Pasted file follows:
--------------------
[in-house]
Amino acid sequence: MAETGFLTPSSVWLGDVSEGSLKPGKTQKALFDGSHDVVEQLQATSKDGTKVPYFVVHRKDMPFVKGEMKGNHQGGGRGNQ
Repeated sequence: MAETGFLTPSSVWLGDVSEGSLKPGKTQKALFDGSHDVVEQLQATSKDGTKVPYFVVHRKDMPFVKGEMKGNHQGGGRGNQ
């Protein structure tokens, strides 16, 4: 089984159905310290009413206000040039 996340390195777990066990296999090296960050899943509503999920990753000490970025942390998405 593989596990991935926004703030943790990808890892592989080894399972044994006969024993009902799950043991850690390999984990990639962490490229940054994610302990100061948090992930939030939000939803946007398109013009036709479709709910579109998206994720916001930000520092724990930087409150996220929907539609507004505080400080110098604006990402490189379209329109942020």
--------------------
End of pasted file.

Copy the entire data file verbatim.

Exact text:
[in-house]
Amino acid sequence: MAETGFLTPSSVWLGDVSEGSLKPGKTQKALFDGSHDVVEQLQATSKDGTKVPYFVVHRKDMPFVKGEMKGNHQGGGRGNQ
Repeated sequence: MAETGFLTPSSVWLGDVSEGSLKPGKTQKALFDGSHDVVEQLQATSKDGTKVPYFVVHRKDMPFVKGEMKGNHQGGGRGNQ
């Protein structure tokens, strides 16, 4: 089984159905310290009413206000040039 996340390195777990066990296999090296960050899943509503999920990753000490970025942390998405 593989596990991935926004703030943790990808890892592989080894399972044994006969024993009902799950043991850690390999984990990639962490490229940054994610302990100061948090992930939030939000939803946007398109013009036709479709709910579109998206994720916001930000520092724990930087409150996220929907539609507004505080400080110098604006990402490189379209329109942020």